Mammaglobin-A is a tumor-associated antigen in human breast carcinoma

Yoshiyuki Tanaka, Keith D. Amos, Timothy P. Fleming, Timothy J. Eberlein, Peter S. Goedegebuure

Research output: Contribution to journalArticlepeer-review

23 Scopus citations


Background. Mammaglobin-A is an attractive target for immune-based therapy for patients with breast cancer because of its exclusive expression in breast cancer. In this study, we attempted to identify immunogenic T cell epitopes restricted by human leukocyte antigen (HLA)-A2 in mammaglobin-A protein. Methods. To identify HLA-A2-restricted immunogenic epitopes from mammaglobin-A, 7 candidate peptides were synthesized and tested for immunogenicity. Each peptide was tested for binding to HLA-A2 in a HLA-A2 stabilization assay. Furthermore, T lymphocytes from 7 healthy donors and 1 patient with breast cancer received 3 weekly stimulations with autologous peptide-pulsed dendritic cells. Stimulated T cells were tested for specific recognition of peptide and tumor cells by interferon-γ enzyme-linked immunosorbent assay. Results. HLA-A2 binding assays showed that all designed peptides could bind to HLA-A2. Two of the 7 peptides (MAM3 and MAM7) successfully induced peptide-specific T cells. However, only MAM3-specific T cells recognized the mammaglobin overexpressing breast cancer cell line, MDA415 transfected with HLA-A2. In contrast, MAM3-specific T cell did not recognize wild type MDA415 or MDA415 transfected with HLA-A24, or the mammaglobin negative, HLA-A2 positive breast cancer cell line, MCF-7. Conclusions. Mammaglobin-A-derived peptide, MAM3, can induce mammaglobin-A-specific immunity and could be useful for vaccine strategies for patients with breast cancer.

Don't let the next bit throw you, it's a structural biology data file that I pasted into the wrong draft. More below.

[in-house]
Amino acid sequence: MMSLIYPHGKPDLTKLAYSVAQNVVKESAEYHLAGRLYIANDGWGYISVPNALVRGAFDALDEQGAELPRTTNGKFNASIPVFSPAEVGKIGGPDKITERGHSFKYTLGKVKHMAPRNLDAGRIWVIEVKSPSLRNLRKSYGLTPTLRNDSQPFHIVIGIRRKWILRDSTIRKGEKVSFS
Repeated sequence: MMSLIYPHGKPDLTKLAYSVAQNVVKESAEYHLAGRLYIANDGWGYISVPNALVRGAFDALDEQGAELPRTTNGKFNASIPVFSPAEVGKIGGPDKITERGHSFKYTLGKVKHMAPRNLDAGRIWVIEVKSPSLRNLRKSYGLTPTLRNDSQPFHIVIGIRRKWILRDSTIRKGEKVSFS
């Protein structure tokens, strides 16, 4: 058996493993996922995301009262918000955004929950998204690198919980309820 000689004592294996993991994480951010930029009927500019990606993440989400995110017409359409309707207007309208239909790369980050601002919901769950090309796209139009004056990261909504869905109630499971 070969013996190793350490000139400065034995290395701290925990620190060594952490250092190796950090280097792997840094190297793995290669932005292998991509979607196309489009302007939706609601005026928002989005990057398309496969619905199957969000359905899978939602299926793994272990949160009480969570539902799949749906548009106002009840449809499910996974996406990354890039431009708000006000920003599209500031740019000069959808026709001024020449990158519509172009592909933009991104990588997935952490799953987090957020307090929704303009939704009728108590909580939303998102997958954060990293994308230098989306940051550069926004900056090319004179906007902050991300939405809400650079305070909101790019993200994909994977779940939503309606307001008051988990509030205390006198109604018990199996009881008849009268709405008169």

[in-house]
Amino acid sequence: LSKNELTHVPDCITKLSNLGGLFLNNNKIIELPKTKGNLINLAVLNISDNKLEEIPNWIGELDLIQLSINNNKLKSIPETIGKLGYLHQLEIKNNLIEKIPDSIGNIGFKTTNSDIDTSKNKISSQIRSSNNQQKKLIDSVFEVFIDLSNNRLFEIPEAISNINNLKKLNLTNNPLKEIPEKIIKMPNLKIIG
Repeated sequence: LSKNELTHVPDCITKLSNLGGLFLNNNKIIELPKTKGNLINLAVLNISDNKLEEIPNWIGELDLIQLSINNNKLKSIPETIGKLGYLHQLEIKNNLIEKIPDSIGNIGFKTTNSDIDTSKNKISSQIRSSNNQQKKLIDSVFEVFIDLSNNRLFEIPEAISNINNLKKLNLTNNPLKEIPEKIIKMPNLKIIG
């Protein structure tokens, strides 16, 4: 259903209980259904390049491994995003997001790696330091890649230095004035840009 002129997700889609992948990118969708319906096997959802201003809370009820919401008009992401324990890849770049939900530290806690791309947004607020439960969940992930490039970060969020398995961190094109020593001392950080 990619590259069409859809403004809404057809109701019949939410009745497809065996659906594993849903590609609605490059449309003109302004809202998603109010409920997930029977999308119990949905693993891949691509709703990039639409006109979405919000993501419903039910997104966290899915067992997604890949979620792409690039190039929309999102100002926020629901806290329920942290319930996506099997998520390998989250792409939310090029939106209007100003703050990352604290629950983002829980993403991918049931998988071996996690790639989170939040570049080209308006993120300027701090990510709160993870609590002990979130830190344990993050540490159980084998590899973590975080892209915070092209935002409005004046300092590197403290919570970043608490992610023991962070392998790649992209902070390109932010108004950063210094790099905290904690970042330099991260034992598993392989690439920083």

Original languageEnglish
Pages (from-to)74-80
Number of pages7
Issue number1
StatePublished - Jan 1 2003

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